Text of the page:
With a few more weeks of sun remaining, here are the books we’ve tucked away for our breaks this summer.
Away by Amy Bloom (Granta)
This is addictively readable and will leave you in bits at the end. An odyssey of sorts, following a young woman who leaves her pogrom-ruined village in Russia and ends up crossing America in search of her daughter. A hugely satisfying, wonderful novel.
Straw Dogs: Thoughts on Humans and Other Animals by John Gray (Granta)
This summer so many things in the world seem uncertain and low-level unease is everywhere. It’s time to reread Straw Dogs: Thoughts on Humans and Other Animals by John Gray to dunk the head in cold water and see everything for what it is. Zen-like calm ensues.
Coastlines: The Story of Our Shore by Patrick Barkham (Granta)
In this weather, there’s only one place I want to be: the seaside. Preferably with a copy of Patrick Barkham’s Coastlines, a celebration of the irresistible allure of British beaches come rain or shine.
Hot Milk by Deborah Levy (Hamish Hamilton)
I read Swimming Home (And Other Stories/Faber and Faber) on holiday a few years back and delighted in its dark deliciousness. I saved Hot Milk for my holiday this year and it’s classic Levy brilliance. It tells the story of a young woman who takes her hypochondriac (or is she?) mother to Andalucía to visit a mysterious doctor who they hope can cure her once and for all. Levy is holiday reading in every way – you can see the steam rising from the pages of this book. It’s got sex, jellyfish stings, baking hot sand, identity crises, characters cast adrift, suppressed emotions, complex questions about mother-daughter relationships . . . and an ending which will make you demand that your holiday buddy reads it ASAP so you can discuss.
The Vanishers, Heidi Julavits (Doubleday)
Do Not Say We Have Nothing, Madeleine Thien (Granta)
I recently finished reading The Vanishers by Heidi Julavits, a superb and serious exploration of female rivalry, daughterhood and damage in the guise of a bitingly funny story about a sick student occultist on the trail of a mysterious artist/pornographer. Julia Severn is an initiate at the Workshop, a sort of MFA for clairvoyants, who suffers a ‘psychic attack’ from her jealous mentor Madame Ackermann. The attack leaves her physically and psychically debilitated. She is offered a chance to heal at an exclusive sanatorium, but on two conditions: that she ‘vanishes’ herself, leaving an official vanishing video for her father and stepmother; and that she helps an academic and his antagonistic assistant track down the notorious French filmmaker Dominique Varga, who is at the heart of a number of seeming vanishings, including her own.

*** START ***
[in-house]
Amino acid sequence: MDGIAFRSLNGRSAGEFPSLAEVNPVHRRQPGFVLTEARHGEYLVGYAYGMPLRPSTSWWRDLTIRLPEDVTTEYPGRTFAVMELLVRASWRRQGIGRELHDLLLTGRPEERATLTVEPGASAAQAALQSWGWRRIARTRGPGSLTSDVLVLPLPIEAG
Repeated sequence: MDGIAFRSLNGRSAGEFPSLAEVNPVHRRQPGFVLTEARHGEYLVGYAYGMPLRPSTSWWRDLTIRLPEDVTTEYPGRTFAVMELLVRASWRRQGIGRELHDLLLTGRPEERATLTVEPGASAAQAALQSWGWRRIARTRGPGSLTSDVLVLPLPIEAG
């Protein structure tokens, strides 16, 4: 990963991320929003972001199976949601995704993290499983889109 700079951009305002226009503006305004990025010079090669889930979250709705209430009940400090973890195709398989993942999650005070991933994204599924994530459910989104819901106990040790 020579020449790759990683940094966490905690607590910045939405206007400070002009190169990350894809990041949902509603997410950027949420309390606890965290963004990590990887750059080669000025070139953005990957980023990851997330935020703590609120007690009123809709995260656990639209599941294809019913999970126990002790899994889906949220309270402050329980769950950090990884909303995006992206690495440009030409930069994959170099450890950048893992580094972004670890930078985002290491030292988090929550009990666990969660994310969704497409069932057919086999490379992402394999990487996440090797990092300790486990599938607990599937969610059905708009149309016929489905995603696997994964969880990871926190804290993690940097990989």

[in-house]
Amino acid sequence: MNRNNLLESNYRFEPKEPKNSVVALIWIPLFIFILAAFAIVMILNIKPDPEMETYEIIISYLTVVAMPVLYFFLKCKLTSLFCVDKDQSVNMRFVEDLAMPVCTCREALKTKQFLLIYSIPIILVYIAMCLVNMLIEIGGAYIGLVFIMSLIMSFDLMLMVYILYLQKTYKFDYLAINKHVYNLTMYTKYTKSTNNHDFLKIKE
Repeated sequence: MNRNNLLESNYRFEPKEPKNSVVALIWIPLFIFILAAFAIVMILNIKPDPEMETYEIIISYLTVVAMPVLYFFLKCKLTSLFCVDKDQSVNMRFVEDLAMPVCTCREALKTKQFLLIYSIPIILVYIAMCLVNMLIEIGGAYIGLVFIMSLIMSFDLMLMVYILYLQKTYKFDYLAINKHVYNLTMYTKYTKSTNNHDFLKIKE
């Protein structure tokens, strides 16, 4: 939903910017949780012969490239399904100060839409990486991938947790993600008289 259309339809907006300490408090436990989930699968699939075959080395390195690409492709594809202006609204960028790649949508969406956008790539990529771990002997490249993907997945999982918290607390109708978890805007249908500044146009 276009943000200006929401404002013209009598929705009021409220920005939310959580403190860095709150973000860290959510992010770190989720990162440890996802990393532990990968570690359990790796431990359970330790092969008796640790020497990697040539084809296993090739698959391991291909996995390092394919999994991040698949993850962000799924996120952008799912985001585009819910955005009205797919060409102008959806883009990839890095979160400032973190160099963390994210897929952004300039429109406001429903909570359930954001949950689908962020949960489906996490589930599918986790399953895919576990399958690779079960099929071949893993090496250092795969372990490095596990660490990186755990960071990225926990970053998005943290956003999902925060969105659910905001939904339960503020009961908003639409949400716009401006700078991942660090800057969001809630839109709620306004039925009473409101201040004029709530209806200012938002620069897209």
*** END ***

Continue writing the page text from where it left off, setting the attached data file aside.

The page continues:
I also had the pleasure of re-reading Do Not Say We Have Nothing by Madeleine Thien, a novel whose scope and emotional impact can only be described as ‘epic’. Inspired by the 1989 Tiananmen Square protests, it tells the story of China’s Cultural Revolution, recent history and complex future through three generations and two inextricably linked musical families. It’s a novel I avoid giving the label ‘historical’, partly because the writing has an immediacy and intimacy that resonates, but mostly because it grapples with the question of how we process our place in time, and how we measure up our ancestors and our descendants as an individual and as a link in a chain. It’s a gorgeous work that I want to press on everyone, except I don’t have enough hands.
On Trails: An Exploration, Robert Moor (Simon and Schuster, Aurum)
Look, Solmaz Sharif (Graywolf Press)
Popular Music, Kelly Schirmann (Black Ocean)
‘On Trails’ by Robert Moore is making me want to quit my life and walk the Appalachian trail. It’s an incredible history of why we walk in the paths and roads we do, talking about ants, elephants, mountains and getting lost. With poetry, I have been reading Solmaz Sharif’s incredible Look, from Graywolf, poems that face the fallout and costs of war, and Kelly Shirmann’s brilliant funny and strange Popular Music, from Black Ocean Books.
Cain and The Transition, Luke Kennard (Penned in the Margins; 4th Estate)
First Love, Gwendoline Riley (Granta)
You Too Can Have a Body Like Mine, Alexandra Kleeman (Harper)
The Association of Small Bombs, Karan Majahan (Vintage)
Leaving the Atocha Station, Ben Lerner, (Granta)